New Body
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New Body

The Homophobe Unmasked: Perceptions, Meanings, and Consequences

Photo by Jakob Owens on Unsplash

Homophobes respond in negative ways to the existence of queer people. It upsets them. They have complex feelings that they don’t know how to express in healthy ways to themselves or others. They choose to express those feelings to queer people as a way of controlling or to peer groups they feel will bolster them in their deception such as:

  • Queer people are perverted and unnatural in their affections.
  • That God does not approve of such a lifestyle.
  • Questions like: Why would they want to do that with a member of the same-sex?
  • That homosexuals often live perverse lives in other ways like drugs and homelessness and crime.

As a purveyor of homophobic shunning and abuse, they do not realize that:

  • What they believe are unnatural affections are just feelings that people can have in a consensual way that don’t belong to them. Sexuality is largely an aesthetic choice, not a moral one.
  • Their perception of God may be very different from the other person or they may not be religious at all. LGBT people come from all kinds of faith systems or humanist beliefs, and they have probably addressed these objections in their own minds well before they told you.

The homophobe’s inability to think about queer people without imagining their sex lives is a product of their perverted imaginations, not queer peoples’ healthy and meaningful orientations that are sometimes expressed in a sexual way:

  • Queerness is not just physical in its expression but social, cultural, and emotional as well. Queer people are not asking to commit sexual acts in front of you when existing but simply expressing their true selves.

Concern for LGBT folks well-being is kind but holding to stereotypes without considering how the same homophobic attitudes they possess encourage them is a moral failing on the part of the homophobe:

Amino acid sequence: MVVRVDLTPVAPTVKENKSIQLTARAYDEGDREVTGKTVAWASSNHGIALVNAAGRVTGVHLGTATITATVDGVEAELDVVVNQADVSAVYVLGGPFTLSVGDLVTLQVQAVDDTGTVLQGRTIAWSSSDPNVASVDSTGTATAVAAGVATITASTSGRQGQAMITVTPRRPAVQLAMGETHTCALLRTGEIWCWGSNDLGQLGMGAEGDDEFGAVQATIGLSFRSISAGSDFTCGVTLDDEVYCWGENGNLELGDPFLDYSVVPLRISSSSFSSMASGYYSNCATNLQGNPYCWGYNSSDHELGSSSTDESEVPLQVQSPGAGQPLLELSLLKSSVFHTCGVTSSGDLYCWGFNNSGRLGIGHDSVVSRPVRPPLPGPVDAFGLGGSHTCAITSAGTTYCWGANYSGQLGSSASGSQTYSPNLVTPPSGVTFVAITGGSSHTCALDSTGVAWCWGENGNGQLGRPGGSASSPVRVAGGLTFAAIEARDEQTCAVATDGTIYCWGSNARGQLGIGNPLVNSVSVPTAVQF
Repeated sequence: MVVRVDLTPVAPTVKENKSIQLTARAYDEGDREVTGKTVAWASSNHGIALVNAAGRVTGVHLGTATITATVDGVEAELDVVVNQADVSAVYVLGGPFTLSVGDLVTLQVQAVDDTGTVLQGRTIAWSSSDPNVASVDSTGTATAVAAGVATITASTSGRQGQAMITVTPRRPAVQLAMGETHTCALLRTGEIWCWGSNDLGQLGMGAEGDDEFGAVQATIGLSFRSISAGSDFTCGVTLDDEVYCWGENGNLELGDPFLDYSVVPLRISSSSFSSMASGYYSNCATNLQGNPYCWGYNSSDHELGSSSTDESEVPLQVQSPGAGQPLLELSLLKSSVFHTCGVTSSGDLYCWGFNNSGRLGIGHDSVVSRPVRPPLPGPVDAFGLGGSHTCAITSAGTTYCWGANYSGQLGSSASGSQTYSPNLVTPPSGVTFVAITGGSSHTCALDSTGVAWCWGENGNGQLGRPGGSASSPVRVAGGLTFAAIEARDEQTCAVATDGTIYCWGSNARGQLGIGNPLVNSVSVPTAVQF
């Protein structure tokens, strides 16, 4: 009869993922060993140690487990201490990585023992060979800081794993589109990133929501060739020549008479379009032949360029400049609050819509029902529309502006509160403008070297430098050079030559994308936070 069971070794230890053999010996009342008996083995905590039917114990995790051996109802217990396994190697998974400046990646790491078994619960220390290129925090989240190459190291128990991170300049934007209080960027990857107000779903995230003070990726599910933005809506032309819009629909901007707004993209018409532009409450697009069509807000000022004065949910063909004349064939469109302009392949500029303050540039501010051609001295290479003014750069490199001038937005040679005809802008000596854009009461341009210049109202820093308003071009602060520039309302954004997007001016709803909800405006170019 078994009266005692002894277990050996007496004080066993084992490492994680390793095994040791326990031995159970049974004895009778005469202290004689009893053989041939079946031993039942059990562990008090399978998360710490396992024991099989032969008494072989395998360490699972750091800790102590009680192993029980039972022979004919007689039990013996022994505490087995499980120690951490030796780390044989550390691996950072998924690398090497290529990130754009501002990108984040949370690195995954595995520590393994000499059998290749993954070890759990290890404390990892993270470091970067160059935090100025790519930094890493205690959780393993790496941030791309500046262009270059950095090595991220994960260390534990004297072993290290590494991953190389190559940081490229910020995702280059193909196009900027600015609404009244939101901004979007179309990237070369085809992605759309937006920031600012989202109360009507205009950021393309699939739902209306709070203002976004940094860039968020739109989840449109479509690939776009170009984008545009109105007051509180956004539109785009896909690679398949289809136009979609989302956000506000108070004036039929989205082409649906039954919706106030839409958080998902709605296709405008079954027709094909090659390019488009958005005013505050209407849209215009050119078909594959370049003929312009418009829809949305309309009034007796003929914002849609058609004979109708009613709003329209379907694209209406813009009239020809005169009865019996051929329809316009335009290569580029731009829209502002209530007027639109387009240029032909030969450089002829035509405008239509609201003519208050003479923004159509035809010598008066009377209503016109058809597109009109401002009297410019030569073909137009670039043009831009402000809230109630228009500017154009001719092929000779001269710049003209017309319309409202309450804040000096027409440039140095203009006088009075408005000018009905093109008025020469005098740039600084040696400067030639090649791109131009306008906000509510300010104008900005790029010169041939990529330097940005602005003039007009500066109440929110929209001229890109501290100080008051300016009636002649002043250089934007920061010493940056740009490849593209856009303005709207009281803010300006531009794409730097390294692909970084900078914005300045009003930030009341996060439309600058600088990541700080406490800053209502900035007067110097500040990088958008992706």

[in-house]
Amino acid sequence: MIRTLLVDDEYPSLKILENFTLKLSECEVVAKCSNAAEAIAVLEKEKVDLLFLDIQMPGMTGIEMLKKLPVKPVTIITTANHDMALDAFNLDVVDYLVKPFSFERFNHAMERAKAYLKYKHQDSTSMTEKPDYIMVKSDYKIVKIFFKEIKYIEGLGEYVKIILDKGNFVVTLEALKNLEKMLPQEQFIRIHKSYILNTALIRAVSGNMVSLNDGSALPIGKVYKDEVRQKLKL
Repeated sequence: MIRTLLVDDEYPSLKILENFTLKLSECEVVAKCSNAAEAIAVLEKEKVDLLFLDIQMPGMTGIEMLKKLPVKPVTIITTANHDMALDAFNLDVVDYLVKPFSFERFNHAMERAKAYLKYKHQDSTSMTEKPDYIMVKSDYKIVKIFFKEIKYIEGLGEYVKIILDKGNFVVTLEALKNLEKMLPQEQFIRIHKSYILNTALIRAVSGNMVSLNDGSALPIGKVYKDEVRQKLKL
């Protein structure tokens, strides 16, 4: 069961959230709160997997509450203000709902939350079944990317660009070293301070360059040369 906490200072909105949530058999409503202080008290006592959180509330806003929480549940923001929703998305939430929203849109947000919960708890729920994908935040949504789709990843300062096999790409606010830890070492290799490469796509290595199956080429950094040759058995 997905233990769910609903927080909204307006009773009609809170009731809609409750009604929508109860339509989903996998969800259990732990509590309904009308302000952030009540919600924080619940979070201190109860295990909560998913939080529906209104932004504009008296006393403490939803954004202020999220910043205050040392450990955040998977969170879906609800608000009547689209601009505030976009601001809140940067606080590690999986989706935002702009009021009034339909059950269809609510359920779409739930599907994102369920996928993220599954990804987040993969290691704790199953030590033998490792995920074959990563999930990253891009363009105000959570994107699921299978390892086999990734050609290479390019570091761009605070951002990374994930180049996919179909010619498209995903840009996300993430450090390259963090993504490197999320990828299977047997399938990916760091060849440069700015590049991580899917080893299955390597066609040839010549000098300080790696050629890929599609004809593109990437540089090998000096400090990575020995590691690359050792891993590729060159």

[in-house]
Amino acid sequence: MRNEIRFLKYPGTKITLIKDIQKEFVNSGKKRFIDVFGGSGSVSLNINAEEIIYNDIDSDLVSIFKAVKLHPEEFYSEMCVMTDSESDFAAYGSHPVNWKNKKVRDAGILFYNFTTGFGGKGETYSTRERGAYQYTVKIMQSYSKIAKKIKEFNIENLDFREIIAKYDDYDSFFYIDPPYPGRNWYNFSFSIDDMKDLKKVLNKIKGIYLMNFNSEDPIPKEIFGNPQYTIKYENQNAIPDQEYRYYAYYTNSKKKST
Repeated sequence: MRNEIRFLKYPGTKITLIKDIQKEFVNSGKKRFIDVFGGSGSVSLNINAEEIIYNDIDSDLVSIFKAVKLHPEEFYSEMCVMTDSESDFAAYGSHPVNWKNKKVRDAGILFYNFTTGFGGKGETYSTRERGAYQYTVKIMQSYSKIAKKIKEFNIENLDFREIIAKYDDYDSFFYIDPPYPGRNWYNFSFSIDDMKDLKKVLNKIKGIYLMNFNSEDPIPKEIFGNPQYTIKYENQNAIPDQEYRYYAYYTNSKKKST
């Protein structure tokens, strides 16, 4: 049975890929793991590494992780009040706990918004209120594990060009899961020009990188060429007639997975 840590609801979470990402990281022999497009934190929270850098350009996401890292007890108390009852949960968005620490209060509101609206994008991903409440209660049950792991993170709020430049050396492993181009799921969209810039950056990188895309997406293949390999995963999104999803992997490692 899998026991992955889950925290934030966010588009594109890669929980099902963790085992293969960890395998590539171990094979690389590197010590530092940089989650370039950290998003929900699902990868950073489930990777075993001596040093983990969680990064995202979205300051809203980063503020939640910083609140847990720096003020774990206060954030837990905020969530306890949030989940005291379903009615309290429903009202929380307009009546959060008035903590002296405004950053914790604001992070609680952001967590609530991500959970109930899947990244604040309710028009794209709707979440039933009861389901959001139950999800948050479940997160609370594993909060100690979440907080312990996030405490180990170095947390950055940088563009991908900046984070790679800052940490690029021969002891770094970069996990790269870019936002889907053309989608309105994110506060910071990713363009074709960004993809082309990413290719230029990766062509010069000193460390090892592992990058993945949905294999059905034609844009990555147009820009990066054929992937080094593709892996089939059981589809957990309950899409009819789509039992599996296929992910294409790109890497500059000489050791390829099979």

• Many queer people have turned to drugs and harmful substances because of shame from homophobic friends, family members, and social institutions that devalue them for that difference.
  • Homelessness among LGBT youth is often a direct result of coming out or a consequence of drug use spurred by feelings of inadequacy planted by homophobes who claimed to love them better than they actually do.
  • Crime is often a symptom of the other two concerns done out of need.

The true crime belongs to the homophobe, coming against the queer friend or family member in this way shows that they do not believe that LGBT people have moral agency or the ability to make good choices for themselves and use that belief to paint false pictures of what their healthy sexuality means. This creates barriers to intimacy for both.

Photo by Stefano Pollio on Unsplash

How does this change the relationship between the homophobe and the queer person?

There is often a pulling away on one or both sides. It is healthier for the queer person not to invest in relationships that question their value or moral autonomy. Finding community that does value them in that way becomes very important to the LGBT persons health and well-being.

Relationships with homophobes who continually question and devalue the queer person become risk factors for mental health concerns such as shame cycling(constantly devaluing yourself for innate qualities you can’t control) and suicide ideation that could lead to death.

Homophobes actively contribute to the poor mental health and lower quality-of-life that many queer people experience.

Some homophobes may feel this is evidence of a moral failing in the life of LGBT folks when, in fact, they haven’t turned that mirror on themselves and seen where such ugliness truly resides. Think about the harmful things the homophobe may have said above and what it means if those become internalized by the queer person:

  • I am unnatural and a pervert.
  • God does not love me.
  • My sexual orientation simply expressed makes me disgusting to people who love me.
  • I am on a slippery slope toward things I find morally objectionable because of a simple truth I have accepted about myself.

Where does this leave the LGBT person but the pit of despair…this is not love or friendship or family.

The proper solution is for the homophobe to repent of their problem of perception so they can love their queer neighbor well. It can be done, but it is their work to do — it is not the LGBT person’s job to lead them to acceptance.

If a queer person decides to keep a homophobe in their lives they may offer boundaries. These start with the homophobe not projecting their false ideas of what it means to be queer on their friend or family member. Be ready to apologize often. You are capable of loving your LGBT neighbor well.

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